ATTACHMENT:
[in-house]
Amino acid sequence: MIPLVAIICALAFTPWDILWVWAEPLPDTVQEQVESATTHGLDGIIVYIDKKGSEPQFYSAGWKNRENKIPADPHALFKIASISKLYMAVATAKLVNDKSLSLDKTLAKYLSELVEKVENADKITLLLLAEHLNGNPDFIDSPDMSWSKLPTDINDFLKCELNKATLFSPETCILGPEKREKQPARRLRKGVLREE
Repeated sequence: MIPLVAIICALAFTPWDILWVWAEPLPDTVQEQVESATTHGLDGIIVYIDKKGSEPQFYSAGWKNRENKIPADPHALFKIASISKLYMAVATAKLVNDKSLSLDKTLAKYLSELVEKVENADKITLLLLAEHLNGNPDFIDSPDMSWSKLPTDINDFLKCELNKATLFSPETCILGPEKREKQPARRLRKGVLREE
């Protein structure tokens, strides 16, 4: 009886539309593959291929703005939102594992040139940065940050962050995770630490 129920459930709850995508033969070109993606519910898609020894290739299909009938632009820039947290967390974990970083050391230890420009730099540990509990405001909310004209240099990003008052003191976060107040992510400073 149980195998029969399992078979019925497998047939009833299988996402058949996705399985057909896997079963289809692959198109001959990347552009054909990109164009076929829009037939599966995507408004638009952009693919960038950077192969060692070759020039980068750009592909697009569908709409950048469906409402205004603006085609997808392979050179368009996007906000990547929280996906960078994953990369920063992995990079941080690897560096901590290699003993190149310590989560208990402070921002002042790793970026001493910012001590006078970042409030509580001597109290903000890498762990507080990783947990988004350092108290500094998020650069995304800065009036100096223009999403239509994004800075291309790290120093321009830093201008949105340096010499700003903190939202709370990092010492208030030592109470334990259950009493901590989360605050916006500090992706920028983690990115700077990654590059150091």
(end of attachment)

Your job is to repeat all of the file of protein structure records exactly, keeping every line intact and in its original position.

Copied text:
[in-house]
Amino acid sequence: MIPLVAIICALAFTPWDILWVWAEPLPDTVQEQVESATTHGLDGIIVYIDKKGSEPQFYSAGWKNRENKIPADPHALFKIASISKLYMAVATAKLVNDKSLSLDKTLAKYLSELVEKVENADKITLLLLAEHLNGNPDFIDSPDMSWSKLPTDINDFLKCELNKATLFSPETCILGPEKREKQPARRLRKGVLREE
Repeated sequence: MIPLVAIICALAFTPWDILWVWAEPLPDTVQEQVESATTHGLDGIIVYIDKKGSEPQFYSAGWKNRENKIPADPHALFKIASISKLYMAVATAKLVNDKSLSLDKTLAKYLSELVEKVENADKITLLLLAEHLNGNPDFIDSPDMSWSKLPTDINDFLKCELNKATLFSPETCILGPEKREKQPARRLRKGVLREE
């Protein structure tokens, strides 16, 4: 009886539309593959291929703005939102594992040139940065940050962050995770630490 129920459930709850995508033969070109993606519910898609020894290739299909009938632009820039947290967390974990970083050391230890420009730099540990509990405001909310004209240099990003008052003191976060107040992510400073 149980195998029969399992078979019925497998047939009833299988996402058949996705399985057909896997079963289809692959198109001959990347552009054909990109164009076929829009037939599966995507408004638009952009693919960038950077192969060692070759020039980068750009592909697009569908709409950048469906409402205004603006085609997808392979050179368009996007906000990547929280996906960078994953990369920063992995990079941080690897560096901590290699003993190149310590989560208990402070921002002042790793970026001493910012001590006078970042409030509580001597109290903000890498762990507080990783947990988004350092108290500094998020650069995304800065009036100096223009999403239509994004800075291309790290120093321009830093201008949105340096010499700003903190939202709370990092010492208030030592109470334990259950009493901590989360605050916006500090992706920028983690990115700077990654590059150091």